Areas for development (PPDP)
CILIP's Professional Knowledge and Skills Base (PKSB) was recommended as a starting point for identifying areas to develop, although some found it vague, confusing and jargonistic so the promised sector profiles should help with this.  People have included a range of areas in their PPDPs, including user education/information literacy, staff development, cataloguing, leadership, marketing, finance/budgeting skills, social media/outreach, collection management, project management, coding/technical skills...

Chartership equivalents
One person was based in Ireland so is considering Fellowship of the Library Association of Ireland (FLAI) instead. It's also portfolio-based, and sounds very similar to Chartership.

Thanks everyone!
If anyone's interested in organising another one go ahead!  I'll link this blog post into the Chartership wiki in the meantime.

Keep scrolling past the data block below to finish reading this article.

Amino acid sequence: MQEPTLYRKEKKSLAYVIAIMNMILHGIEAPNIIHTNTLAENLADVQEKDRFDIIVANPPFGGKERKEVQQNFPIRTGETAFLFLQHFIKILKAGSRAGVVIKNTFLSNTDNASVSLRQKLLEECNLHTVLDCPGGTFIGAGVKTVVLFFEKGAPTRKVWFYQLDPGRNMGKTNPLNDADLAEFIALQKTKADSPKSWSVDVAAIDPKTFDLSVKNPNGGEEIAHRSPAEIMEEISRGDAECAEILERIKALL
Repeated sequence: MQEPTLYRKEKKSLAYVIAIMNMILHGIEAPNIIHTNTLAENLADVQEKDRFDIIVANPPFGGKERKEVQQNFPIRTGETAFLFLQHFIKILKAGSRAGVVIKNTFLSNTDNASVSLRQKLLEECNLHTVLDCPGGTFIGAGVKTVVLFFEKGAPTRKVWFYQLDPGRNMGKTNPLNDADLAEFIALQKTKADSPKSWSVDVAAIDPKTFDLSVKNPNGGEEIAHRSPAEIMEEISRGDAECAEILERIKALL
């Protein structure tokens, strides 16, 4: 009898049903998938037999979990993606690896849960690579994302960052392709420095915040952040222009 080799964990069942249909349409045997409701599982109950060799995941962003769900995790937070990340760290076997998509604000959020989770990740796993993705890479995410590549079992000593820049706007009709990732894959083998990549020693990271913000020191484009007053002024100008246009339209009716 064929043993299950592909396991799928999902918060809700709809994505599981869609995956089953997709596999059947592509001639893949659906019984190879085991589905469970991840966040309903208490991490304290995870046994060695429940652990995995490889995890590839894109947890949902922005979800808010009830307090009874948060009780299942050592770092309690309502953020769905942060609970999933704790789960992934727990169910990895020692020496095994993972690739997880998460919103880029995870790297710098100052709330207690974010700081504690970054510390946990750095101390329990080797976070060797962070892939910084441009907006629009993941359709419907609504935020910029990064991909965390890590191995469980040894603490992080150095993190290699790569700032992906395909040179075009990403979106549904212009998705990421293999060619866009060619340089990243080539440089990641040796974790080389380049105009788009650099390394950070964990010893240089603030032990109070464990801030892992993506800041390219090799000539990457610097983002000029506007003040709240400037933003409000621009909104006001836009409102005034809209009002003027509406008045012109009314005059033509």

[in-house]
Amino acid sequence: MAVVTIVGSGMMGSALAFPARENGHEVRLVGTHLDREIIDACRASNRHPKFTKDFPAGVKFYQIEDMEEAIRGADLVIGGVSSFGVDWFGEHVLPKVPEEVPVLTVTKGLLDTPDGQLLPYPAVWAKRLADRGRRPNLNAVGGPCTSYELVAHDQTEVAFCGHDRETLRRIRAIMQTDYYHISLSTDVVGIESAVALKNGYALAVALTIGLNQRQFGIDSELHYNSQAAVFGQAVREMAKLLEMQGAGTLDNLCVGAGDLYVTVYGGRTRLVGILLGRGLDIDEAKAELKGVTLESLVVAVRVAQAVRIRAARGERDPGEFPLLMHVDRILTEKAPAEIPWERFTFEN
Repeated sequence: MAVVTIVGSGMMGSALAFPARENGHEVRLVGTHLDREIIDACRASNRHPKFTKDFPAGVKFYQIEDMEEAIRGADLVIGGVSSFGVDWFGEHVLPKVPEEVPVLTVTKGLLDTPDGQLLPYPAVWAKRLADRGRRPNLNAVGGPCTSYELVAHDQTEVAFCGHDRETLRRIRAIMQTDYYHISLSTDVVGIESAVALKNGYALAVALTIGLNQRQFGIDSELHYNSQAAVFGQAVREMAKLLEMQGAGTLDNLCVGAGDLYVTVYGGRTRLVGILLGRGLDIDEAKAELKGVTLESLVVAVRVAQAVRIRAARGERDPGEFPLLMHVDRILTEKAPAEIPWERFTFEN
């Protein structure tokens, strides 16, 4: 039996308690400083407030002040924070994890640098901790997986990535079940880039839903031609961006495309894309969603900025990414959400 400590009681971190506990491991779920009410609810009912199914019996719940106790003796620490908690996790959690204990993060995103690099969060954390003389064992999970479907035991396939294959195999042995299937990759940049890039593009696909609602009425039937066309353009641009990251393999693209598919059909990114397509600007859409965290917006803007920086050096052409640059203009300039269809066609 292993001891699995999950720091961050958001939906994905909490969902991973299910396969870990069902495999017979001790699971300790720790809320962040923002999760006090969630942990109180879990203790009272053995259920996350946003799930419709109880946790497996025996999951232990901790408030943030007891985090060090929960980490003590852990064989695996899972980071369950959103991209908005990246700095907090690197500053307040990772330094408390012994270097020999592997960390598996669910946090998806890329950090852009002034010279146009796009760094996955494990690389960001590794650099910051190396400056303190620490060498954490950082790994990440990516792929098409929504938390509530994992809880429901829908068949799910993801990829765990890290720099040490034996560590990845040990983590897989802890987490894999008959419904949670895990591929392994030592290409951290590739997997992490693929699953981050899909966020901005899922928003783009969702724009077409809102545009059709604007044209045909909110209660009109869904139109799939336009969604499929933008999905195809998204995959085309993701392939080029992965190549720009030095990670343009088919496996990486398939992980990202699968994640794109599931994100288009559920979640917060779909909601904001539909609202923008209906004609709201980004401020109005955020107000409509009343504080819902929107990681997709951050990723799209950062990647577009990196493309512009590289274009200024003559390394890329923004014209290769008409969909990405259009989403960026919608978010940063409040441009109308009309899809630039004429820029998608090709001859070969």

Thursday, 22 November 2012

Introduction to #chartership

Yesterday I attended the chartership/certification course in Cambridge Central Library.  Although I have read most of the bits and pieces to do with it and have The Book sitting on my desk at the moment, I found the day really useful.

Particular highlights:
  • Time to think about the things I could include and more importantly what I should possibly leave out
  • The importance of showing how aspects of my professional development are important in my current role - a lot of the things I was thinking of including are additional to my job, but there are plenty of things I could use that are more closely linked to my daily work so that's one to think about
  • The importance of not overlooking the obvious - as MG said, of course I can do that!
  • Any time I find myself describing something in the evaluative statement, move that information to another part of the portfolio
  • Think about the mentoring relationship and how to get the most out of it
  • Set up a couple of possible visits - to Anglia Ruskin to see what Jenny's doing in the way of staff development and training and to MML to explore aspects of Hélène's role (similar to mine, but different library so different practices)
  • Met some very interesting people, including some to contact when I get into my role as New Professionals Support Officer for the newly formed CILIP East Members' Network